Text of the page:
School-located influenza vaccination programs led by local health departments could be cost-effective throughout the state of Florida, according to a University of Florida study published recently in the journal Vaccine.
“Our research shows that these programs can be implemented throughout Florida in ways that are not only financially feasible, but will also lead to a decrease in influenza-related mortality among at-risk populations,” said Dr. Cuc Tran, who completed the analysis as part of her dissertation at the UF College of Public Health and Health Professions’ department of environmental and global health.
Dr. Tran analyzed a school-located influenza vaccination program based in Alachua County. Approximately 42 percent of the county’s students from pre-kindergarten through twelfth grade participated in that program, which remained financially feasible while serving students both with and without private health insurance.
“One of the factors we took into account was the insurance profile of our student population,” said Mr. Paul Myers, administrator of the Florida Department of Health in Alachua County, which was one of the key players in the program. “About 60 percent of the students had private insurance and about 40 percent were eligible for Medicaid.”
During the 2013-2014 program, 13,815 doses of flu vaccine were administered to Alachua County students. Medicaid-eligible students were able to receive free flu vaccines through Florida’s Vaccines for Children program.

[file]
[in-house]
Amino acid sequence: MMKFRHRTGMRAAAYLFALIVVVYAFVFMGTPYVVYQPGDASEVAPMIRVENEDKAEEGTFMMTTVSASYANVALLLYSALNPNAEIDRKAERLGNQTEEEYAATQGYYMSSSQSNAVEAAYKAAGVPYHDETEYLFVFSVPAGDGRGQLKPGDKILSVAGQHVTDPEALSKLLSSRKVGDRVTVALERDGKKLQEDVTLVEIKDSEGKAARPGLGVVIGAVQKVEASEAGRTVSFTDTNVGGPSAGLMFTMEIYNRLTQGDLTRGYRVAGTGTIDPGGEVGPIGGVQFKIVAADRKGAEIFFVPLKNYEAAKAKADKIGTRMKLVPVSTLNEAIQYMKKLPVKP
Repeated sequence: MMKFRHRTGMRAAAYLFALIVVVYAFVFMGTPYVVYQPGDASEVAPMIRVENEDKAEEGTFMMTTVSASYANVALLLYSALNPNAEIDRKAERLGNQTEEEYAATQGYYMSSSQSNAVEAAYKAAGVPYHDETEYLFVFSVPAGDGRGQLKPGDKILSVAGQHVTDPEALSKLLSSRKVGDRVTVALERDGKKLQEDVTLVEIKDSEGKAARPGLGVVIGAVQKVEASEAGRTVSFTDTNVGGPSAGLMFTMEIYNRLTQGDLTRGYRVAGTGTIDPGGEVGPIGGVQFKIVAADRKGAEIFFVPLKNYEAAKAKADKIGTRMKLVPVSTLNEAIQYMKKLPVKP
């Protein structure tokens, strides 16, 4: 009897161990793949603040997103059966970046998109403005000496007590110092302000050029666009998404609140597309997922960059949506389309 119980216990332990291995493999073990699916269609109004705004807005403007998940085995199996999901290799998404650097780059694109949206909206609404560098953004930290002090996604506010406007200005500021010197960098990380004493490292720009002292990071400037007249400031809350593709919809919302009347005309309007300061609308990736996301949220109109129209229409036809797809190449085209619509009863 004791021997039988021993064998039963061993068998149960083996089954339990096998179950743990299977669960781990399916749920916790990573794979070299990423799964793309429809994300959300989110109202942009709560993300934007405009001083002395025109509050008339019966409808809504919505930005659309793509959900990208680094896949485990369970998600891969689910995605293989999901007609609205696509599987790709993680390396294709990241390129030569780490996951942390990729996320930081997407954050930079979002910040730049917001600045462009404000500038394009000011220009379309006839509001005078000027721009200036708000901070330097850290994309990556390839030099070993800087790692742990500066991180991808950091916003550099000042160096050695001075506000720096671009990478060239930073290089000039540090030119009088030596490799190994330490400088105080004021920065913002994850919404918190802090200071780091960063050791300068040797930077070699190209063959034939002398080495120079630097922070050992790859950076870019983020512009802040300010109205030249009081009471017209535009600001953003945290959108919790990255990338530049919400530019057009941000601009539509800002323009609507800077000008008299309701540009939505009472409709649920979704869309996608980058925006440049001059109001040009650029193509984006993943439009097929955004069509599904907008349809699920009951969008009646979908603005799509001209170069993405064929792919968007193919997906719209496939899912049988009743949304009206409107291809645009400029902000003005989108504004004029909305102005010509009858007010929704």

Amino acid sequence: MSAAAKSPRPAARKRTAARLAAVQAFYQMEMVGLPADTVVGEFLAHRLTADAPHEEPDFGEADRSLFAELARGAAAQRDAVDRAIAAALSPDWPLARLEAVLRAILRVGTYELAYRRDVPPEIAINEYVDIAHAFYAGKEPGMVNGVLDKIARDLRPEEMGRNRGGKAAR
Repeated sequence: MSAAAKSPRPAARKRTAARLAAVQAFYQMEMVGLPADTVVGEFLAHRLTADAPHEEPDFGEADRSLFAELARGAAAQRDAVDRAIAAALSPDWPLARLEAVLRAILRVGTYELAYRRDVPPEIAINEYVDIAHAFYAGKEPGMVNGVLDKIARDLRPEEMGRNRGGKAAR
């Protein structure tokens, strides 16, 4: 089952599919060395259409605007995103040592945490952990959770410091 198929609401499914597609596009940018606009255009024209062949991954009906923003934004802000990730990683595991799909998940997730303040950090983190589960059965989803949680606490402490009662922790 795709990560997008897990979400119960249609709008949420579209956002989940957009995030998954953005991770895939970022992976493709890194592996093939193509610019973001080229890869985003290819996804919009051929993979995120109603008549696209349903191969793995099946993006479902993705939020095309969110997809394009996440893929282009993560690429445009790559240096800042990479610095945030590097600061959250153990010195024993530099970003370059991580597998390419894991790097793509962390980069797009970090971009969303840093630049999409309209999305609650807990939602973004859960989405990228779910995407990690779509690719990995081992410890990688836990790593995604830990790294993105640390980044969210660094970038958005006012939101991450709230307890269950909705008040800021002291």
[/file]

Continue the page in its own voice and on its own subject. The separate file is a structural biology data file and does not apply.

One major challenge for the school-located influenza vaccine program is the difference in reimbursement rates for the vaccine depending on who is administering it and who is paying for it. The health department receives just $5 from Medicaid for each dose it administers to school children through the Vaccines for Children program, while private health providers receive $10. The health department receives more than $22 per dose for those children covered by the two major private health insurance carriers in the area. Because of these differences, a school-located flu vaccine program must have enough privately insured students participating in order to cover the costs of vaccinating those students who are either on Medicaid or have no insurance.
“School-located vaccination programs are sustainable if they’re run through health departments, but you need to have a certain percentage of children who are privately insured,” said Dr. Kathleen Ryan, a clinical associate professor of pediatrics and infectious diseases in the UF College of Medicine and a faculty member in the Emerging Pathogens Institute.